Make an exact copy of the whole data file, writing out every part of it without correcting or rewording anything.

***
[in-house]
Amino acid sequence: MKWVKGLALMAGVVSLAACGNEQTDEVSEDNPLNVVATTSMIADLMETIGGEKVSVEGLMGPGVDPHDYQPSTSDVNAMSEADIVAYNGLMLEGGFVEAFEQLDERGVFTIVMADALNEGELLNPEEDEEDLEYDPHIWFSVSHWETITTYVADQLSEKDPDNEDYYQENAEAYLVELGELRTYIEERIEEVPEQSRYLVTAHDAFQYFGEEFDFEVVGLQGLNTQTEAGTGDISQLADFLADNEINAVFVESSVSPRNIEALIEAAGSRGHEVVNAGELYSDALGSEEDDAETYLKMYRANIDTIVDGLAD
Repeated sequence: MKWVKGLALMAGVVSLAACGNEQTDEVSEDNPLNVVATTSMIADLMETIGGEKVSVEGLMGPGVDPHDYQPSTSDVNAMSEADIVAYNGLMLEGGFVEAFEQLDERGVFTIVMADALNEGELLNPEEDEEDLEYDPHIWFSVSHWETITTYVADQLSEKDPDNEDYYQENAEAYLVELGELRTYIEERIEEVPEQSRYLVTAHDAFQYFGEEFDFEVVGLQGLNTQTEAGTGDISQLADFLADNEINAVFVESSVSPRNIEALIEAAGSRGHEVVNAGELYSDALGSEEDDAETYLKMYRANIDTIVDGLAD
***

[in-house]
Amino acid sequence: MKWVKGLALMAGVVSLAACGNEQTDEVSEDNPLNVVATTSMIADLMETIGGEKVSVEGLMGPGVDPHDYQPSTSDVNAMSEADIVAYNGLMLEGGFVEAFEQLDERGVFTIVMADALNEGELLNPEEDEEDLEYDPHIWFSVSHWETITTYVADQLSEKDPDNEDYYQENAEAYLVELGELRTYIEERIEEVPEQSRYLVTAHDAFQYFGEEFDFEVVGLQGLNTQTEAGTGDISQLADFLADNEINAVFVESSVSPRNIEALIEAAGSRGHEVVNAGELYSDALGSEEDDAETYLKMYRANIDTIVDGLAD
Repeated sequence: MKWVKGLALMAGVVSLAACGNEQTDEVSEDNPLNVVATTSMIADLMETIGGEKVSVEGLMGPGVDPHDYQPSTSDVNAMSEADIVAYNGLMLEGGFVEAFEQLDERGVFTIVMADALNEGELLNPEEDEEDLEYDPHIWFSVSHWETITTYVADQLSEKDPDNEDYYQENAEAYLVELGELRTYIEERIEEVPEQSRYLVTAHDAFQYFGEEFDFEVVGLQGLNTQTEAGTGDISQLADFLADNEINAVFVESSVSPRNIEALIEAAGSRGHEVVNAGELYSDALGSEEDDAETYLKMYRANIDTIVDGLAD